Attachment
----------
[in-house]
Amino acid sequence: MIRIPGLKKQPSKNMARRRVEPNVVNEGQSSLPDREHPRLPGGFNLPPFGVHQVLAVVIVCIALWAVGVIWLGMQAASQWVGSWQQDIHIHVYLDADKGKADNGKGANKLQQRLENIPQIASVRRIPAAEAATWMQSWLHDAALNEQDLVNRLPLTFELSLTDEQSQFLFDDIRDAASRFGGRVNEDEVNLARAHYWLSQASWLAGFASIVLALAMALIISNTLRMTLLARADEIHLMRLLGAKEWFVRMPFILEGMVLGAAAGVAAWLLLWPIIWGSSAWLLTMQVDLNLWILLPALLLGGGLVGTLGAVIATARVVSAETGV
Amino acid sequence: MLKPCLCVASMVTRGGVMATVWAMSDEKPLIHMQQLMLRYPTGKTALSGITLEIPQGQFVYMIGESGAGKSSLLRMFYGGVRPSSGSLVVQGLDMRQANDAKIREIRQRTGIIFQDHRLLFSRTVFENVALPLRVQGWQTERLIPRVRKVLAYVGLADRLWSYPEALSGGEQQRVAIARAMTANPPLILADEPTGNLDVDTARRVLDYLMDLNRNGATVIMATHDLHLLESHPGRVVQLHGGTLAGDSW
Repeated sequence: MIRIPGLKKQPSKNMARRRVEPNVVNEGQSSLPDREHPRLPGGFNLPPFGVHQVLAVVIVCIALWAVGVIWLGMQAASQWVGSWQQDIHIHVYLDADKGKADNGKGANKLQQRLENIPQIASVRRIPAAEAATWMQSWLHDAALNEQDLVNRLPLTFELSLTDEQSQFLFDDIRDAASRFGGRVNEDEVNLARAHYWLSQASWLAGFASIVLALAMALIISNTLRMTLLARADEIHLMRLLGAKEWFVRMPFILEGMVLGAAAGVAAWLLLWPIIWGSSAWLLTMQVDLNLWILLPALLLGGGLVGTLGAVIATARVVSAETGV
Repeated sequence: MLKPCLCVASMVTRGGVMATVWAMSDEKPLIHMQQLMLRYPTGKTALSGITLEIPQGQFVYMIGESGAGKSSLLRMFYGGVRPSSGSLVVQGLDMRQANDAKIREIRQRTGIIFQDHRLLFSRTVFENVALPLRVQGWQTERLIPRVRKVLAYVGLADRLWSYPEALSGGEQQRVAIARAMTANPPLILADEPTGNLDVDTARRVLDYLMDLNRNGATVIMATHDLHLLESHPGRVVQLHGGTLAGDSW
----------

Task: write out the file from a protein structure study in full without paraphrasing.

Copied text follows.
[in-house]
Amino acid sequence: MIRIPGLKKQPSKNMARRRVEPNVVNEGQSSLPDREHPRLPGGFNLPPFGVHQVLAVVIVCIALWAVGVIWLGMQAASQWVGSWQQDIHIHVYLDADKGKADNGKGANKLQQRLENIPQIASVRRIPAAEAATWMQSWLHDAALNEQDLVNRLPLTFELSLTDEQSQFLFDDIRDAASRFGGRVNEDEVNLARAHYWLSQASWLAGFASIVLALAMALIISNTLRMTLLARADEIHLMRLLGAKEWFVRMPFILEGMVLGAAAGVAAWLLLWPIIWGSSAWLLTMQVDLNLWILLPALLLGGGLVGTLGAVIATARVVSAETGV
Amino acid sequence: MLKPCLCVASMVTRGGVMATVWAMSDEKPLIHMQQLMLRYPTGKTALSGITLEIPQGQFVYMIGESGAGKSSLLRMFYGGVRPSSGSLVVQGLDMRQANDAKIREIRQRTGIIFQDHRLLFSRTVFENVALPLRVQGWQTERLIPRVRKVLAYVGLADRLWSYPEALSGGEQQRVAIARAMTANPPLILADEPTGNLDVDTARRVLDYLMDLNRNGATVIMATHDLHLLESHPGRVVQLHGGTLAGDSW
Repeated sequence: MIRIPGLKKQPSKNMARRRVEPNVVNEGQSSLPDREHPRLPGGFNLPPFGVHQVLAVVIVCIALWAVGVIWLGMQAASQWVGSWQQDIHIHVYLDADKGKADNGKGANKLQQRLENIPQIASVRRIPAAEAATWMQSWLHDAALNEQDLVNRLPLTFELSLTDEQSQFLFDDIRDAASRFGGRVNEDEVNLARAHYWLSQASWLAGFASIVLALAMALIISNTLRMTLLARADEIHLMRLLGAKEWFVRMPFILEGMVLGAAAGVAAWLLLWPIIWGSSAWLLTMQVDLNLWILLPALLLGGGLVGTLGAVIATARVVSAETGV
Repeated sequence: MLKPCLCVASMVTRGGVMATVWAMSDEKPLIHMQQLMLRYPTGKTALSGITLEIPQGQFVYMIGESGAGKSSLLRMFYGGVRPSSGSLVVQGLDMRQANDAKIREIRQRTGIIFQDHRLLFSRTVFENVALPLRVQGWQTERLIPRVRKVLAYVGLADRLWSYPEALSGGEQQRVAIARAMTANPPLILADEPTGNLDVDTARRVLDYLMDLNRNGATVIMATHDLHLLESHPGRVVQLHGGTLAGDSW